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Would Yanks really pursue risky Liriano?
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Your average suitor, deducing as much, likely would proceed with caution.
The Yankees are not your average suitor.
No, the Yankees are a big-money team desperate for starting pitching, a team that would be willing to take the perceived risk with Liriano for the right acquisition cost.
That cost, of course, is subject to debate.
The Yankees at one point this offseason dangled right-hander Ivan Nova and infielder Ramiro Pena for Liriano, according to a major league source. The Twins, however, want prized left-hander Manny Banuelos as part of any package, the source says. Though just 20, Banuelos is expected to open the season at Double A.
The teams have not spoken in at least a month, according to a second source. But given the Yankees’ needs, the discussions are almost certain to revive before Opening Day.
At the moment, the Yankees are extremely reluctant to move Banuelos or their other top pitching prospect, righty Dellin Betances. Such restraint served them well in the 2007-08 offseason when they would not send righty Phil Hughes to Minnesota in a package for lefty Johan Santana. But last summer, the Yankees were perhaps too cautious in their attempt to acquire lefty Cliff Lee from the Mariners, refusing to part with Nova or infielder Eduardo Nunez along with catcher Jesus Montero.
Liriano, 27, is not Lee. But in some ways he was even better last season, and certainly was the closest thing the Twins had to an ace.
While Liriano finished only 14-10 with a 3.62 ERA, those stats could have been even more impressive considering the strength of his peripheral numbers.
Liriano had the second-best strikeout rate in the AL, third-best groundball percentage and lowest home-run rate. But he suffered from poor luck: Opponents batted .337 on balls in play, the second-highest average in the league after James Shields.
Why, then, is he even available?
Well, Liriano has yet to throw 200 innings in a season; he underwent Tommy John surgery on Nov. 6, 2006, and missed all of ’07. He worked a career-high 191-2/3 innings last season, but he had a 4.69 ERA in his last 10 starts and blew a 3-0 lead in Game 1 of the Division Series against the Yankees.
Maybe Liriano wore down because of his increased workload. But rival scouts say his delivery always will trigger health concerns, and perhaps prevent him from ever developing into a workhorse.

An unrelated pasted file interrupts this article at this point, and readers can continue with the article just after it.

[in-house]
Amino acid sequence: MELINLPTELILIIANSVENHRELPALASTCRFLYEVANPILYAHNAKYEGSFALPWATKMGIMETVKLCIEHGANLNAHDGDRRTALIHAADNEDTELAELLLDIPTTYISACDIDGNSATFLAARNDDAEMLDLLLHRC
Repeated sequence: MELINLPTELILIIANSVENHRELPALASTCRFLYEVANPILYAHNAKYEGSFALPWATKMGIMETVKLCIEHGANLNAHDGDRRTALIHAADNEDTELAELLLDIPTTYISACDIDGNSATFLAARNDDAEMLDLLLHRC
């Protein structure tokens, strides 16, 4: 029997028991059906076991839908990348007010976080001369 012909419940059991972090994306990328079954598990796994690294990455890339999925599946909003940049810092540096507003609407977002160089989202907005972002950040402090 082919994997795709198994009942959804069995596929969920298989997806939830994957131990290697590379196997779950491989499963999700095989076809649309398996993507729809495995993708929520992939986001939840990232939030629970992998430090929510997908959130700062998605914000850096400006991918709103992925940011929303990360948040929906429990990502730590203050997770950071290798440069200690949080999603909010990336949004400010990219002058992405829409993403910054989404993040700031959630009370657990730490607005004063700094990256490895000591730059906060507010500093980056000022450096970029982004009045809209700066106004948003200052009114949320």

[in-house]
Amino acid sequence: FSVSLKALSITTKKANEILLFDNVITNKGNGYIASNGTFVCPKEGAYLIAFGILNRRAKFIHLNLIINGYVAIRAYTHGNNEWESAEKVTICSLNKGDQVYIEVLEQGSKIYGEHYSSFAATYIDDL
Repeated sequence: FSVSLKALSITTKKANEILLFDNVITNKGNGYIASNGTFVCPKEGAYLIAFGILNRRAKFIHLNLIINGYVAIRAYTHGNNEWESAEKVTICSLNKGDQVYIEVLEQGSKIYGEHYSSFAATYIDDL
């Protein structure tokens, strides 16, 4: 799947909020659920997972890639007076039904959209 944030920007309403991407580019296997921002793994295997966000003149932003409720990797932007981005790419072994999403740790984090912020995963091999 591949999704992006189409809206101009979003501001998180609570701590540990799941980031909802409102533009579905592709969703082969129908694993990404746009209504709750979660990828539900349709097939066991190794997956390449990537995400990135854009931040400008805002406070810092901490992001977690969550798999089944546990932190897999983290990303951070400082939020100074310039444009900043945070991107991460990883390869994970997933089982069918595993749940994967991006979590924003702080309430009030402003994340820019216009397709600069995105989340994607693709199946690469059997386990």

Again, that would be the only reason to trade him.
True, Liriano is only two seasons away from free agency, but his salary in 2011 will be a relatively modest $4.3 million. The Twins could afford to keep him through ’12 and beyond.
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Yet according to a source, the Twins did not engage in serious long-term discussions with Liriano before settling with him in arbitration. Liriano’s health might have factored into the team’s approach; the Twins, if they were concerned that Liriano might break down, would have been reluctant to extend his contract.
Otherwise, an extension makes perfect sense.
The Twins aren’t rebuilding like the Royals, who traded righty Zack Greinke at his request this offseason, or fretting over every dollar like the Rays, who also traded a top starting pitcher, righty Matt Garza. No, the Twins have won the AL Central the past two seasons and six of the past nine. Their payroll since opening Target Field has soared past $100 million.
What’s more, the Twins understand the potential downside of moving a top starter. They got back little for Santana, who they sent to the Mets with one year left on his contract, and failed to make the playoffs that season.
If Liriano is healthy, trading him almost certainly would make the Twins less competitive short-term, perhaps even cost them the 2011 AL Central title. It definitely would not enhance their chances of ending their postseason hex against the Yankees anytime soon.
You can almost see it coming: Liriano goes to New York, gains fellow lefty CC Sabathia as a mentor and becomes an even greater force, sticking it to the Twins in the postseason.
Heck, Liriano might make such a leap even without Sabathia: The preseason guide, Baseball Prospectus 2011, says his “combination of grounders and a high strikeout rate makes him a strong pick for a further breakout this year.”
Assuming, of course, good health.
Liriano was scratched from his first throwing session of the spring because of tightness in his shoulder, and confirmed to pitching coach Rick Anderson that he did not keep up with his strengthening exercises in the offseason. However, that setback is expected to be minor; Liriano is making “great progress,” Twins general manager Bill Smith said Tuesday.
The Twins could rationalize trading Liriano by saying they were confident in their five other starters: right-handers Carl Pavano, Scott Baker, Nick Blackburn and Kevin Slowey and lefty Brian Duensing.
Nova, if included in the deal, would give the Twins a potential sixth starter. Banuelos would give them a left-handed complement to their two most recent No. 1 draft picks, right-handers Kyle Gibson and Alex Wimmers.
Too high a price? Perhaps. But the Brewers traded their No. 1 pitching prospect, right-hander Jake Odorizzi, for Grienke, and the Cubs traded their No. 1, righty Chris Archer, for Garza. Banuelos might be better than both; that’s in the eye of the beholder. But the Yankees at least would need to consider the idea.
They are deep enough in young pitching to obtain Liriano, desperate enough to assume the risk.
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